Calcium supplements can also cause constipation. Patients should be advised to begin a regimen of increased fiber and fluid intake to help offset the problem. Pharmacists can advise three daily doses of psyllium or methylcellulose with the suggested amount of fluid and also stress the healthy benefits of increasing fluid intake at other times. Calcium citrate may produce less constipation.13
Kidney stones are a possible adverse event.2 They are a known problem with calcium carbonate. However, there is some evidence to demonstrate that calcium citrate is far less prone to produce stones, perhaps due to its water solubility.14,15
Maximizing Calcium Absorption
The percentage of calcium absorbed is inversely proportional to the total amount ingested.9 Thus, it is counterproductive for patients with spotty compliance to take their total daily doses at one sitting. Absorption of calcium is optimal when the patient takes divided doses, with single doses not exceeding 500 to 1,000 mg.2,9 Furthermore, plants often contain chemicals that hamper calcium absorption from the GI tract by binding with it. One interacting substance is oxalic acid, which is found in spinach, collard greens, sweet potatoes, rhubarb, and beans.9 Another is phytic acid, which is found in whole grain bread, beans, seeds, nuts, grains, and soy isolates. Patients should be cautioned to take their calcium supplements at times other than when ingesting these foods.
Numerous additional interventions for osteoporosis prevention and treatment are beyond the scope of the pharmacist's role in self-care. They include weight-bearing exercise, such as walking, aerobics, and resistance exercises.13 The regimen for a specific patient is best controlled and monitored by a physical therapist or physician.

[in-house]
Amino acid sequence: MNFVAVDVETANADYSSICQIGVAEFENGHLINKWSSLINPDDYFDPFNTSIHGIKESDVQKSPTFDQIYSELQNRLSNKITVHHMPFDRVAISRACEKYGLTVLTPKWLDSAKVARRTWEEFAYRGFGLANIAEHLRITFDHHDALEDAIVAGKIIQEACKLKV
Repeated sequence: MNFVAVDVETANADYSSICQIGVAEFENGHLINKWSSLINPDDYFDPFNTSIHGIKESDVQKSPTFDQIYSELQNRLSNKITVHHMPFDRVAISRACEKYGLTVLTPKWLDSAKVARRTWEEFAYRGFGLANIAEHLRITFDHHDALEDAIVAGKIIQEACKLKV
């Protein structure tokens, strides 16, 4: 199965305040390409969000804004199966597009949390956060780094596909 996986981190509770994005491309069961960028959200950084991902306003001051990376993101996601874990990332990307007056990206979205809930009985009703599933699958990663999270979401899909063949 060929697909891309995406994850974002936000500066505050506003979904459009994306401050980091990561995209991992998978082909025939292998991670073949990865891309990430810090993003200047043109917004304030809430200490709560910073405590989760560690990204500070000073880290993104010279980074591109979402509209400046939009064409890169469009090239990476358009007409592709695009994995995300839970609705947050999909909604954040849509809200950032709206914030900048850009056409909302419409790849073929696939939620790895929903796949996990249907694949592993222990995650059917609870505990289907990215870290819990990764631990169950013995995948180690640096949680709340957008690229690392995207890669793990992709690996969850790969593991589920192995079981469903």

1. Lane NE. Epidemiology, etiology, and diagnosis of osteoporosis. Am J Obstet Gynecol. 2006;194(suppl):S3-S11.
2. Levine JP. Pharmacologic and nonpharmacologic management of osteoporosis. Clin Cornerstone. 2006;8:40-53.
3. Gass M, Dawson-Hughes B. Preventing osteoporosis-related fractures: an overview. Am J Med. 2006;119(suppl 1):S3-S11.
4. Osteoporosis. National Institute of Arthritis and Musculoskeletal and Skin Diseases. www.niams.nih.gov/Health_Info/Bone/Osteoporosis/Default.asp. Accessed July 25, 2008.
5. Osteoporosis. U.S. Department of Health and Human Services. www.4woman.gov/faq/osteopor.htm. Accessed July 25, 2008.
6. Rivlin RS. Keeping the young-elderly healthy: is it too late to improve our health through nutrition? Am J Clin Nutr. 2007:86(suppl):1572S-1576S.
7. Wright VJ. Osteoporosis in men. J Am Acad Orthop Surg. 2006;14:347-353.
8. Keen R. Osteoporosis: strategies for prevention and treatment. Best Pract Res Clin Rheumatol. 2007;21:109-122.
9. Dietary supplement fact sheet: calcium. National Institutes of Health. http://dietary-supplements.info.nih.gov/factsheets/calcium.asp. Accessed July 25, 2008.
10. FTC and FDA take new actions in fight against deceptive marketing. Federal Trade Commission. www.ftc.gov/opa/2003/06/trudeau.shtm. Accessed July 25, 2008.
11. Bob Barefoot's--Cure America! www.robertbarefoot.com/t-CureAmerica.aspx. Accessed July 25, 2008.
12. Coral calcium and disease. www.robertbarefoot.com/t-CoralCalciumDisease.aspx. Accessed July 25, 2008.
13. Mauck KF, Clarke BL. Diagnosis, screening, prevention, and treatment of osteoporosis. Mayo Clin Proc. 2006;81:662-672.
14. Sakhaee K, Baker S, Zerwekh J, et al. Limited risk of kidney stone formation during long-term calcium citrate supplementation in nonstone forming patients. J Urol. 1994;152:324-327.
15. Sakhaee K, Poindexter JR, Griffith CS, Pak CY. Stone forming risk of calcium citrate supplementation in healthy postmenopausal women. J Urol. 2004;172:958-961.
To comment on this article, contact firstname.lastname@example.org.